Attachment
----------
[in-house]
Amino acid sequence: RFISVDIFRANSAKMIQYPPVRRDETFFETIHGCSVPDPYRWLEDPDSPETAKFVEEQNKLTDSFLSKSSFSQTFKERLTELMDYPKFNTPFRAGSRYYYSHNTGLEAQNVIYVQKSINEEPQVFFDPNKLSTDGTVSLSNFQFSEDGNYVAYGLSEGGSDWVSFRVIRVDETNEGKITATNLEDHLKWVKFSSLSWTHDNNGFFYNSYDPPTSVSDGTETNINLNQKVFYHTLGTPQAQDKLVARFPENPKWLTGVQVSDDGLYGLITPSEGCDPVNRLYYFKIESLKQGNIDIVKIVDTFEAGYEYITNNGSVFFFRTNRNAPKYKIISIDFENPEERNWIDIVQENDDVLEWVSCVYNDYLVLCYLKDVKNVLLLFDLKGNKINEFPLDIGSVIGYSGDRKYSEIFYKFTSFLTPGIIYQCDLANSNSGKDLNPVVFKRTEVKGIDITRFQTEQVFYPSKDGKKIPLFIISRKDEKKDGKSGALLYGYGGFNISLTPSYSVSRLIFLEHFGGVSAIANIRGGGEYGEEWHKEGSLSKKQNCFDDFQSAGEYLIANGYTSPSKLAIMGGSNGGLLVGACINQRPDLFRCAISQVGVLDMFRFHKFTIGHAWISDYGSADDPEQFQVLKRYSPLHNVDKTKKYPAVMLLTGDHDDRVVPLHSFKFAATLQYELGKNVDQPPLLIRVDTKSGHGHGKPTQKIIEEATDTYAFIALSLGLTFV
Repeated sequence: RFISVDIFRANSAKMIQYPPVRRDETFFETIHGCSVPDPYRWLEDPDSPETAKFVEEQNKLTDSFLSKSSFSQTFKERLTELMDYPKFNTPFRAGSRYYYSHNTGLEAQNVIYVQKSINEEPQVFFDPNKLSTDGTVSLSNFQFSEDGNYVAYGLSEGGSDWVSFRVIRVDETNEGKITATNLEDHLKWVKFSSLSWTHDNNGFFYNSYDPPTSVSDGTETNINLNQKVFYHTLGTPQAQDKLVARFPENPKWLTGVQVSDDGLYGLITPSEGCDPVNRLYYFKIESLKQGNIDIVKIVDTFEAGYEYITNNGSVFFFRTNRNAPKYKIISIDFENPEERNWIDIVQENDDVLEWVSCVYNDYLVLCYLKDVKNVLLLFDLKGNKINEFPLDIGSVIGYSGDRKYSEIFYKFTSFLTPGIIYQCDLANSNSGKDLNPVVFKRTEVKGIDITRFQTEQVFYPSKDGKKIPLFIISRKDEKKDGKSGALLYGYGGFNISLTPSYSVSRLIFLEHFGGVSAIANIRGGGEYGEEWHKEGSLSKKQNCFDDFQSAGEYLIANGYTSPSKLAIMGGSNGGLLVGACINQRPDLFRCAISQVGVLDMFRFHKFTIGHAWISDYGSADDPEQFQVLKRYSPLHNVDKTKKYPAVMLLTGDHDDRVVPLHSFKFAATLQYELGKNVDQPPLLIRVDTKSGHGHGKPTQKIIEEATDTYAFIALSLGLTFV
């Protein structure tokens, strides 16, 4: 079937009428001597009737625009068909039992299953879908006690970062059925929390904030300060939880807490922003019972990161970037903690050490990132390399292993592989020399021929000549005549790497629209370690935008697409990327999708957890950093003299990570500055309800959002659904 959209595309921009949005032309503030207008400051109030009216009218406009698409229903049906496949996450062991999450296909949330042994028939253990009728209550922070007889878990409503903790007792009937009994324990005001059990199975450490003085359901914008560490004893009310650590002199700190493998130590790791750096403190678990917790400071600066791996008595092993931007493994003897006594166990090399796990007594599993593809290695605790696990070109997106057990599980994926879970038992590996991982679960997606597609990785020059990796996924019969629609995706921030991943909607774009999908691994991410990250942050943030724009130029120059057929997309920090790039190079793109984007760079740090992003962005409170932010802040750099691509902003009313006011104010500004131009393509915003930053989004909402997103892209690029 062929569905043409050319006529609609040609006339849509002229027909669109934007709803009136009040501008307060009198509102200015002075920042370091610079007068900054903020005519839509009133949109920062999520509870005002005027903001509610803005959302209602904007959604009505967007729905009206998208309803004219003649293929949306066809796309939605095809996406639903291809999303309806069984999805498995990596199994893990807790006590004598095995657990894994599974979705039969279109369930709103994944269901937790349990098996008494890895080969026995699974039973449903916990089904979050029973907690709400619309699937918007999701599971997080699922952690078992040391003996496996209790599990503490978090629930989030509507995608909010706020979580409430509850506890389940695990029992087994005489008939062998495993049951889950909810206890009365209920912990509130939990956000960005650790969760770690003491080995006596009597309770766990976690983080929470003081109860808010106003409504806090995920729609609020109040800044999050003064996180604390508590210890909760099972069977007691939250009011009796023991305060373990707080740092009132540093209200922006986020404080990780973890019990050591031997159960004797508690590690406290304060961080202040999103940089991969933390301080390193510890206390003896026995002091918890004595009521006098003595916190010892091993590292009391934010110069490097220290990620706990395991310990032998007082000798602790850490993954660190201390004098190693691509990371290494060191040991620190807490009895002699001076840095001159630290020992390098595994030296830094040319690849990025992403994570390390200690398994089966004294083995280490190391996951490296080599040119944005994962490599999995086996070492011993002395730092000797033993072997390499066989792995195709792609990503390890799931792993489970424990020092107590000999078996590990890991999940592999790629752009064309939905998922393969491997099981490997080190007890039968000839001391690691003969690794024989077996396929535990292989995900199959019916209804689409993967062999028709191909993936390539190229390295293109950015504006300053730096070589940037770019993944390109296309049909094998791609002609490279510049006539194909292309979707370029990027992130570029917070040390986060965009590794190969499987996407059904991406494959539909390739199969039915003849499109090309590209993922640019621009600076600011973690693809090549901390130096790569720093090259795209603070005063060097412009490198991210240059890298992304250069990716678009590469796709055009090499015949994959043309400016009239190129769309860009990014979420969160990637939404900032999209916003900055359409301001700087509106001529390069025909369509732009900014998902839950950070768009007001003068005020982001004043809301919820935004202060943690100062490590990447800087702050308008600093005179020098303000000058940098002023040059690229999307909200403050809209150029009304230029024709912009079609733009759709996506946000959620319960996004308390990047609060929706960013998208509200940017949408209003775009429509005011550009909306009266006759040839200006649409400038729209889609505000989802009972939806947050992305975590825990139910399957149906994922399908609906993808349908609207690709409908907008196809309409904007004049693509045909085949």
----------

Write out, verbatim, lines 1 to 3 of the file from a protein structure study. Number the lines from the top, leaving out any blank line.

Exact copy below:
[in-house]
Amino acid sequence: RFISVDIFRANSAKMIQYPPVRRDETFFETIHGCSVPDPYRWLEDPDSPETAKFVEEQNKLTDSFLSKSSFSQTFKERLTELMDYPKFNTPFRAGSRYYYSHNTGLEAQNVIYVQKSINEEPQVFFDPNKLSTDGTVSLSNFQFSEDGNYVAYGLSEGGSDWVSFRVIRVDETNEGKITATNLEDHLKWVKFSSLSWTHDNNGFFYNSYDPPTSVSDGTETNINLNQKVFYHTLGTPQAQDKLVARFPENPKWLTGVQVSDDGLYGLITPSEGCDPVNRLYYFKIESLKQGNIDIVKIVDTFEAGYEYITNNGSVFFFRTNRNAPKYKIISIDFENPEERNWIDIVQENDDVLEWVSCVYNDYLVLCYLKDVKNVLLLFDLKGNKINEFPLDIGSVIGYSGDRKYSEIFYKFTSFLTPGIIYQCDLANSNSGKDLNPVVFKRTEVKGIDITRFQTEQVFYPSKDGKKIPLFIISRKDEKKDGKSGALLYGYGGFNISLTPSYSVSRLIFLEHFGGVSAIANIRGGGEYGEEWHKEGSLSKKQNCFDDFQSAGEYLIANGYTSPSKLAIMGGSNGGLLVGACINQRPDLFRCAISQVGVLDMFRFHKFTIGHAWISDYGSADDPEQFQVLKRYSPLHNVDKTKKYPAVMLLTGDHDDRVVPLHSFKFAATLQYELGKNVDQPPLLIRVDTKSGHGHGKPTQKIIEEATDTYAFIALSLGLTFV
Repeated sequence: RFISVDIFRANSAKMIQYPPVRRDETFFETIHGCSVPDPYRWLEDPDSPETAKFVEEQNKLTDSFLSKSSFSQTFKERLTELMDYPKFNTPFRAGSRYYYSHNTGLEAQNVIYVQKSINEEPQVFFDPNKLSTDGTVSLSNFQFSEDGNYVAYGLSEGGSDWVSFRVIRVDETNEGKITATNLEDHLKWVKFSSLSWTHDNNGFFYNSYDPPTSVSDGTETNINLNQKVFYHTLGTPQAQDKLVARFPENPKWLTGVQVSDDGLYGLITPSEGCDPVNRLYYFKIESLKQGNIDIVKIVDTFEAGYEYITNNGSVFFFRTNRNAPKYKIISIDFENPEERNWIDIVQENDDVLEWVSCVYNDYLVLCYLKDVKNVLLLFDLKGNKINEFPLDIGSVIGYSGDRKYSEIFYKFTSFLTPGIIYQCDLANSNSGKDLNPVVFKRTEVKGIDITRFQTEQVFYPSKDGKKIPLFIISRKDEKKDGKSGALLYGYGGFNISLTPSYSVSRLIFLEHFGGVSAIANIRGGGEYGEEWHKEGSLSKKQNCFDDFQSAGEYLIANGYTSPSKLAIMGGSNGGLLVGACINQRPDLFRCAISQVGVLDMFRFHKFTIGHAWISDYGSADDPEQFQVLKRYSPLHNVDKTKKYPAVMLLTGDHDDRVVPLHSFKFAATLQYELGKNVDQPPLLIRVDTKSGHGHGKPTQKIIEEATDTYAFIALSLGLTFV